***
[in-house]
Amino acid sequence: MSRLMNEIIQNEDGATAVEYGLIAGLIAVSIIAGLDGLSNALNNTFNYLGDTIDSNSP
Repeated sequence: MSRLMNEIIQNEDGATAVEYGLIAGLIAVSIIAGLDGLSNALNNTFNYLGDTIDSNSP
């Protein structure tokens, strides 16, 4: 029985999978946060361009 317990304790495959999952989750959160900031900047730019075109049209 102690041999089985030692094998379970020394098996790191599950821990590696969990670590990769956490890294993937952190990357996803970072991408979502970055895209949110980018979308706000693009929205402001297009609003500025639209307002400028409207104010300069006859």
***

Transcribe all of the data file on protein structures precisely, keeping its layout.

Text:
[in-house]
Amino acid sequence: MSRLMNEIIQNEDGATAVEYGLIAGLIAVSIIAGLDGLSNALNNTFNYLGDTIDSNSP
Repeated sequence: MSRLMNEIIQNEDGATAVEYGLIAGLIAVSIIAGLDGLSNALNNTFNYLGDTIDSNSP
């Protein structure tokens, strides 16, 4: 029985999978946060361009 317990304790495959999952989750959160900031900047730019075109049209 102690041999089985030692094998379970020394098996790191599950821990590696969990670590990769956490890294993937952190990357996803970072991408979502970055895209949110980018979308706000693009929205402001297009609003500025639209307002400028409207104010300069006859």